Georgetta Duncan continues her exploration of immigration in this third part of her film series that she created in the Landmark Education Team Management Leadership Program. The first film looked at Louisville’s World Fest annual celebration, while the second film began an exploration of Bulgarian culture and history. Bulgarian born, Duncan continues to explore Bulgarian culture and Bulgarians who came to America, including Bulgaria’s large number of opera stars.
This video is the second part of Georgetta Duncan’s film series on immigrants and immigration. The first part, Our America, showcased Louisville’s World Fest, an annual festival and parade celebrating immigrants worldwide. This second film focuses on the history and culture Duncan’s birth nation of Bulgaria, which is at a crossroads between east and west. The film features footage from Sofia, Bulgaria’s capital. The film series was Duncan’s Team Game in the World that she created in Landmark’s Team Management Leadership Program.
They follow in the footsteps of all Americans who’ve come to this land over millennia to weave a wonderful tapestry of culture and history.
This is the chronicle of our journeys, our struggles, our stories:
TELEVISION FOR AMERICA
AND THE WORLD
Georgetta Duncan, known as Juja created an unusual and compelling project for her team game in the world in Landmark’s Team Management Leadership Program: She created “Our America,” her own television program that covered Louisville’s Worldfest, a leading, annual American multicultural festival that celebrates immigrants and the diverse cultures that comprise the United States.
Every year, 1.4 million immigrants come to the United States seeking a better life. Duncan, herself an immigrant from Bulgaria, interviews various festival attendees about the uniqueness of their culture and quotes Louisville officials about the importance of immigrants to the American work force and the American dream.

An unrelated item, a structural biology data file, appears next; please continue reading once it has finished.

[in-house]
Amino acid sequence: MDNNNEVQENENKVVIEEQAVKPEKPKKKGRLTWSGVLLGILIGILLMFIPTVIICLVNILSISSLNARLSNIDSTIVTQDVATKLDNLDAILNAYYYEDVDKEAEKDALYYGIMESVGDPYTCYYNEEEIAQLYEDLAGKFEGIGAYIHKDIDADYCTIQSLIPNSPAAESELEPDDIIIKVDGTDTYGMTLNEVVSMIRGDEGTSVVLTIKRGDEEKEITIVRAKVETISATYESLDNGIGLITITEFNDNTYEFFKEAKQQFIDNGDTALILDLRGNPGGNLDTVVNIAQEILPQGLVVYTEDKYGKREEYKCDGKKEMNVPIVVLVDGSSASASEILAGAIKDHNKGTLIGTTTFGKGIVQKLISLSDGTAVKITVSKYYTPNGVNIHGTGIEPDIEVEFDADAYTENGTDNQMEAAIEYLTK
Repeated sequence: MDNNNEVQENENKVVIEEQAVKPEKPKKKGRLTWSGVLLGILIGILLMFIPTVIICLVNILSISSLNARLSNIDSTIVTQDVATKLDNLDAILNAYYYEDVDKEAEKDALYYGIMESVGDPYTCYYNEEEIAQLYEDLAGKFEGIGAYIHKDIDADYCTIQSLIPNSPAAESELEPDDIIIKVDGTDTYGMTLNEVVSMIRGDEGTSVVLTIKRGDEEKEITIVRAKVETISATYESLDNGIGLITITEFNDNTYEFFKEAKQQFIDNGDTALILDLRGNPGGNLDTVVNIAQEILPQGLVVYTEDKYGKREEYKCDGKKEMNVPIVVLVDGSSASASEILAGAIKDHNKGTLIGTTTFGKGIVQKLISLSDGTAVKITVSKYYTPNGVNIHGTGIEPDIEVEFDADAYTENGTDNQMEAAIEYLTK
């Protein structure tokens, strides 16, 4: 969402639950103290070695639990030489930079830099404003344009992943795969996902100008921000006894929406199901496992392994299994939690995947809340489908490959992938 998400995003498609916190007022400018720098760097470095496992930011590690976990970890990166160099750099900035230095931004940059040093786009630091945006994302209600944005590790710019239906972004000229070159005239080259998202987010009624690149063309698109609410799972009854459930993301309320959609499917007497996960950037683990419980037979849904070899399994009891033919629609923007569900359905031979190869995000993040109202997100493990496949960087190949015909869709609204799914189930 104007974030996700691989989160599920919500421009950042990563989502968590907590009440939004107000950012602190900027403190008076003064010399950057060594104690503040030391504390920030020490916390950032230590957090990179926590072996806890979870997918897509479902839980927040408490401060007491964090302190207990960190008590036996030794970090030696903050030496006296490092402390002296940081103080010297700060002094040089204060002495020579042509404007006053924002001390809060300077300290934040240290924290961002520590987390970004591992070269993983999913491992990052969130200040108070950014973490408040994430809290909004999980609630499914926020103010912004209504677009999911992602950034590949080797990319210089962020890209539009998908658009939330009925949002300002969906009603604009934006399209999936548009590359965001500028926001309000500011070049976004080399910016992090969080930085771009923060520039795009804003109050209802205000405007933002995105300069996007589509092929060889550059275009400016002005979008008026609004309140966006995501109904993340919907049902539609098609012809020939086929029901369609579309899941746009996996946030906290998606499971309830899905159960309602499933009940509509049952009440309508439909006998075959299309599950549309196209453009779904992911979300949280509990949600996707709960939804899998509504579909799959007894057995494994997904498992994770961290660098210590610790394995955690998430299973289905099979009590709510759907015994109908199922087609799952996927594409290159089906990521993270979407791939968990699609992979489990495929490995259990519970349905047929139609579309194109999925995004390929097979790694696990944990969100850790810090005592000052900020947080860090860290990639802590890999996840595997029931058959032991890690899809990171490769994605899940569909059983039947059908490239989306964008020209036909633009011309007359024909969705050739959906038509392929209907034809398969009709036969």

While the environment has become an issue that is front and center for most of us, for the indigenous peoples around the world, it has always been an issue of primary importance. Landmark Education Graduates Mary Velarde and Veronica Tiller created a the Global Green Indigenous Film Festival in association with its 15th annual environmental conference next spring, the National Tribal Environmental Council (NTEC), a non-profit based in Albuquerque, New Mexico, will launch its new own Global Green Indigenous Film Festival from April 18-20, 2008.
The National Tribal Environmental Council is an organization that has been working to â€œenhance each tribe’s ability to protect, preserve and promote the wise management of air, land and water for the benefit of current and future generations (from website),â€ and currently has a membership of 184 tribes.
“For nearly 20 years, NTEC has been working with and assisting tribes throughout the country to protect, regulate and manage their environmental resources,” said Jerry Pardilla, NTECâ€™s executive director. “An international film festival of this caliber adds a new dimension that will bring innovative ideas together as a means for protecting the environment that the global community can benefit from.”
The festival will be held at El Museo Cultural in